Date of Award
Doctor of Philosophy (PhD)
Josephine A. Roberts
My subject is the relationship between rhetoric and the range of possible reaction to Marlowe's protagonists in his five major plays--Tamburlaine I and II, Doctor Faustus, The Jew of Malta, and Edward II. In a very broad sense, I conceive of the rhetoric of each play in terms of opposing rhetorical forces, amplification and irony, and attempt to account for the relative intensity of amplification and irony in each play as I study the rhetoric of the protagonist. One strategy, amplification, entails the investment of a major character with logical arguments from invention, effective arrangement of ideas from disposition, and specific devices from elocution that create a degree of identification with that character. The force of irony is enhanced through a different use of these three parts of rhetoric--the arguments are dyslogistic, the elements of arrangement act to undercut, and the devices check or even undermine identification with the protagonist. Many critics have pointed out how Marlowe's rhetoric departs from the "astounding terms" of Tamburlaine that the playwright employed at the beginning of his dramatic career. I follow the stylistic changes in Marlowe's rhetoric and find correspondences between those changes and the increasingly complex portrayal of the central figure. To this end, I analyze the central figures of each play in terms of that character's logos, pathos, and ethos and attempt to ascertain the degree of identification that the audience may attach to a given protagonist. In a play-by-play analysis, I analyze the debate over subversion, a perennial issue in Marlowe studies. Fortunately, the elements of classical rhetoric that Marlowe's plays already possess provide easy access to this complex issue, so the application of rhetorical analysis to these plays exists as an excellent method to answer the abiding question of whether the subversion itself is contained.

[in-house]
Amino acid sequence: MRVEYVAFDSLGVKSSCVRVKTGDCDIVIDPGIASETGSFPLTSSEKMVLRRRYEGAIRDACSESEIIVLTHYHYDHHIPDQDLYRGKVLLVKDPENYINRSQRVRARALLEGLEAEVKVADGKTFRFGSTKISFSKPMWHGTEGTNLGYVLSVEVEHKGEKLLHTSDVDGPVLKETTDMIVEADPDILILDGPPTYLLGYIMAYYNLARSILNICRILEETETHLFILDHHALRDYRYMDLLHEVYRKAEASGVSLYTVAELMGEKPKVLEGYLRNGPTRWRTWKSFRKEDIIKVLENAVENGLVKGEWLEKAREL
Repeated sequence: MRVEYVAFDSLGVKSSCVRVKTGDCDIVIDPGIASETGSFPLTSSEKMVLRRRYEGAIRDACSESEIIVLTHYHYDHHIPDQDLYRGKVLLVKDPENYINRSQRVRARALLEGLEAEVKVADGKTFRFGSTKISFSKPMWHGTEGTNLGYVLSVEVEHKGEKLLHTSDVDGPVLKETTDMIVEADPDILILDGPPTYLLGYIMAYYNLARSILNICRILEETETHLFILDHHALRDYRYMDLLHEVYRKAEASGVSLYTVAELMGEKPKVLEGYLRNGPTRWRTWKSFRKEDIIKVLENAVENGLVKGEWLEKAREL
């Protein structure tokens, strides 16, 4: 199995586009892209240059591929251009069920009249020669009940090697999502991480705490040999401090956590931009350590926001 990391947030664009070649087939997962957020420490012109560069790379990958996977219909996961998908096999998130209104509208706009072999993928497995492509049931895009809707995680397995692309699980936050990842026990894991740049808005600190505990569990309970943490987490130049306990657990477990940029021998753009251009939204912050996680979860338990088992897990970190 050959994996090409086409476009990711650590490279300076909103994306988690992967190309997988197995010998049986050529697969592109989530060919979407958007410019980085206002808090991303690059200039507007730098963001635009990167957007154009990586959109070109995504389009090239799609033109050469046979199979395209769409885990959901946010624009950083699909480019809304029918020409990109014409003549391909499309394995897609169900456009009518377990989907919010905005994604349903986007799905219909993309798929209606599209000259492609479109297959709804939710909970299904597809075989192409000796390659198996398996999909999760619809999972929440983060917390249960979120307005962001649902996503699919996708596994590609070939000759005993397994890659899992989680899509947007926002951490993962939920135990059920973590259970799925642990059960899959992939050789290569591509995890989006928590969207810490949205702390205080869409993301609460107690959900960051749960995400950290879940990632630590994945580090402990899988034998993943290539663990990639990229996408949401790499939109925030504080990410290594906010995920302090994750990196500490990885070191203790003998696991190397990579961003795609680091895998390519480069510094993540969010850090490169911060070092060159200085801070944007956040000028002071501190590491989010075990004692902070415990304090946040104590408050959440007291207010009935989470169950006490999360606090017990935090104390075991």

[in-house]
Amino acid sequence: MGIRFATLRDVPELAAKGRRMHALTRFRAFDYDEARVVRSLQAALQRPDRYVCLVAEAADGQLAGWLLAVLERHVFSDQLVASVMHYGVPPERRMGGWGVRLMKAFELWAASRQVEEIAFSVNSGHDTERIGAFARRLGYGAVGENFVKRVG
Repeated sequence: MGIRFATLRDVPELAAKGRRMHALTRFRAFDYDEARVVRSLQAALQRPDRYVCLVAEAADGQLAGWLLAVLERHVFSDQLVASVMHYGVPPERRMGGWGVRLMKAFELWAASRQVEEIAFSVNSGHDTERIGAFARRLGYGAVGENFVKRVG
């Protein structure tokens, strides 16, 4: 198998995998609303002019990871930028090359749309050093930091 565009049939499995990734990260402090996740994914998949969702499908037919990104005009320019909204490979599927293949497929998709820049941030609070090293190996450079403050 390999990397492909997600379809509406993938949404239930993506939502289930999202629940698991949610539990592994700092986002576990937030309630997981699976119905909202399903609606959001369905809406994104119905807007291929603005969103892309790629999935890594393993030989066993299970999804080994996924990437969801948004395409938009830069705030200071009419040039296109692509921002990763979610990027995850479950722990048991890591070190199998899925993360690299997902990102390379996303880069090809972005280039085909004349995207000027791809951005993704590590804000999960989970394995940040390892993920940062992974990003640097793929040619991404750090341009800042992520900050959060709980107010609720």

Galle, Jeffery, "A Brooding Eloquence: Amplification and Irony in Marlowe's Dramas." (1991). LSU Historical Dissertations and Theses. 5182.